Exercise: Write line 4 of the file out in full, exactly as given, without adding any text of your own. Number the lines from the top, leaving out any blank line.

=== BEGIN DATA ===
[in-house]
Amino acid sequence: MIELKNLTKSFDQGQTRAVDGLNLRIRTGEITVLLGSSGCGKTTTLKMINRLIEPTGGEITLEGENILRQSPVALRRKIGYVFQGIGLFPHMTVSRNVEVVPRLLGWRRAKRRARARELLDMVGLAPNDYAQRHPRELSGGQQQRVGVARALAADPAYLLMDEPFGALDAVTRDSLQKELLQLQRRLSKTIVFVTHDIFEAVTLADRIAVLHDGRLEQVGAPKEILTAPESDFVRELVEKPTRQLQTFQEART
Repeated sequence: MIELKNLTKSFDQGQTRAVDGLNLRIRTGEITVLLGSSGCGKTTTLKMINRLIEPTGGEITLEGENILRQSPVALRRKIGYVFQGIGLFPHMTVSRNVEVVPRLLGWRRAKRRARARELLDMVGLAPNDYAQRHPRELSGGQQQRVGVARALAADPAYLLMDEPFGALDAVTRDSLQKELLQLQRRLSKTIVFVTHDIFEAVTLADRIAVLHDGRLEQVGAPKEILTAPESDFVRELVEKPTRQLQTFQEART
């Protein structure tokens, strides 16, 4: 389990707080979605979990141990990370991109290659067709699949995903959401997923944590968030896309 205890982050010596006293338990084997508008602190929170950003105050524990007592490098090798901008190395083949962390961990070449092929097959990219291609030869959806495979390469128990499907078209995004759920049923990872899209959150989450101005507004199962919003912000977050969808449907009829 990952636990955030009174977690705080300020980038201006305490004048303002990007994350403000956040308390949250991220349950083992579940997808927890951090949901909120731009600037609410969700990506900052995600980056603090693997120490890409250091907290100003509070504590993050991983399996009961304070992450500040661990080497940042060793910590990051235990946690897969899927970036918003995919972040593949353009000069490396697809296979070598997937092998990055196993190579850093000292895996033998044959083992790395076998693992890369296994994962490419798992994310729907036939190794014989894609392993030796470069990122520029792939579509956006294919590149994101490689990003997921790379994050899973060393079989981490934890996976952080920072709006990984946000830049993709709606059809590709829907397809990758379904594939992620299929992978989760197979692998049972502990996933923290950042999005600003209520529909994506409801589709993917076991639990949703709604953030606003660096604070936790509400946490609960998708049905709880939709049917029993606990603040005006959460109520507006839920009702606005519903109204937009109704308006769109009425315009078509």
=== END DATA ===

């Protein structure tokens, strides 16, 4: 389990707080979605979990141990990370991109290659067709699949995903959401997923944590968030896309 205890982050010596006293338990084997508008602190929170950003105050524990007592490098090798901008190395083949962390961990070449092929097959990219291609030869959806495979390469128990499907078209995004759920049923990872899209959150989450101005507004199962919003912000977050969808449907009829 990952636990955030009174977690705080300020980038201006305490004048303002990007994350403000956040308390949250991220349950083992579940997808927890951090949901909120731009600037609410969700990506900052995600980056603090693997120490890409250091907290100003509070504590993050991983399996009961304070992450500040661990080497940042060793910590990051235990946690897969899927970036918003995919972040593949353009000069490396697809296979070598997937092998990055196993190579850093000292895996033998044959083992790395076998693992890369296994994962490419798992994310729907036939190794014989894609392993030796470069990122520029792939579509956006294919590149994101490689990003997921790379994050899973060393079989981490934890996976952080920072709006990984946000830049993709709606059809590709829907397809990758379904594939992620299929992978989760197979692998049972502990996933923290950042999005600003209520529909994506409801589709993917076991639990949703709604953030606003660096604070936790509400946490609960998708049905709880939709049917029993606990603040005006959460109520507006839920009702606005519903109204937009109704308006769109009425315009078509």